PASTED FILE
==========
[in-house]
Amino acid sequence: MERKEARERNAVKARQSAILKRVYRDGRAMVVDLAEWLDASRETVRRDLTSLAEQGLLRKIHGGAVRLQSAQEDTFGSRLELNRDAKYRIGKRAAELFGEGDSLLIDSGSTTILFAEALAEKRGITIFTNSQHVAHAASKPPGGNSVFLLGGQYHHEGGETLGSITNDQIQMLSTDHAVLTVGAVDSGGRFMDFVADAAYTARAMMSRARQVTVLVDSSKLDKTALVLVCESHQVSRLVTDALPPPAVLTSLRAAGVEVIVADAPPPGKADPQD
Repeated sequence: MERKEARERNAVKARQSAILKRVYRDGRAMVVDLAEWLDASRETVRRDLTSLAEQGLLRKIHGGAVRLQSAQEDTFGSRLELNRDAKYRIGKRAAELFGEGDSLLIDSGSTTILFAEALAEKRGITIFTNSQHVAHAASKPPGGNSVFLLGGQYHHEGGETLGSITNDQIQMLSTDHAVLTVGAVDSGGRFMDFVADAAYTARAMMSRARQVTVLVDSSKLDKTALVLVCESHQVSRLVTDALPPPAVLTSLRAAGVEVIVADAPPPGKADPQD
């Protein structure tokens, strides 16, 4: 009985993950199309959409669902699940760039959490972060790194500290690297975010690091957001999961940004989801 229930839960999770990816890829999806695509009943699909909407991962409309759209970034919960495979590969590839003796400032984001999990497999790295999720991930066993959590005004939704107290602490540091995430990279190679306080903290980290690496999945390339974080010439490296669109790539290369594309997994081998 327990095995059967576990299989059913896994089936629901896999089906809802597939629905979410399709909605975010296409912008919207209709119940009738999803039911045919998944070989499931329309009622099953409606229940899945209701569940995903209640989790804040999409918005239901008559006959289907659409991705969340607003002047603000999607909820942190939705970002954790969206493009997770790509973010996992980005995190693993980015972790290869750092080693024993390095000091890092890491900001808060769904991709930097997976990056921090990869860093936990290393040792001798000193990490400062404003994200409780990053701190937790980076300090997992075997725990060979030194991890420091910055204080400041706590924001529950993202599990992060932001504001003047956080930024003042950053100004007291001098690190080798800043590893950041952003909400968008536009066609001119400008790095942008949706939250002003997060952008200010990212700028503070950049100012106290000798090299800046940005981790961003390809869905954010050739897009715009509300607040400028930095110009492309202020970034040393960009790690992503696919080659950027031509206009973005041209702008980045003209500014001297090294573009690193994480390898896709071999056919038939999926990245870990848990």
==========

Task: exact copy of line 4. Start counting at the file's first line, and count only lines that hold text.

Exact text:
């Protein structure tokens, strides 16, 4: 009985993950199309959409669902699940760039959490972060790194500290690297975010690091957001999961940004989801 229930839960999770990816890829999806695509009943699909909407991962409309759209970034919960495979590969590839003796400032984001999990497999790295999720991930066993959590005004939704107290602490540091995430990279190679306080903290980290690496999945390339974080010439490296669109790539290369594309997994081998 327990095995059967576990299989059913896994089936629901896999089906809802597939629905979410399709909605975010296409912008919207209709119940009738999803039911045919998944070989499931329309009622099953409606229940899945209701569940995903209640989790804040999409918005239901008559006959289907659409991705969340607003002047603000999607909820942190939705970002954790969206493009997770790509973010996992980005995190693993980015972790290869750092080693024993390095000091890092890491900001808060769904991709930097997976990056921090990869860093936990290393040792001798000193990490400062404003994200409780990053701190937790980076300090997992075997725990060979030194991890420091910055204080400041706590924001529950993202599990992060932001504001003047956080930024003042950053100004007291001098690190080798800043590893950041952003909400968008536009066609001119400008790095942008949706939250002003997060952008200010990212700028503070950049100012106290000798090299800046940005981790961003390809869905954010050739897009715009509300607040400028930095110009492309202020970034040393960009790690992503696919080659950027031509206009973005041209702008980045003209500014001297090294573009690193994480390898896709071999056919038939999926990245870990848990």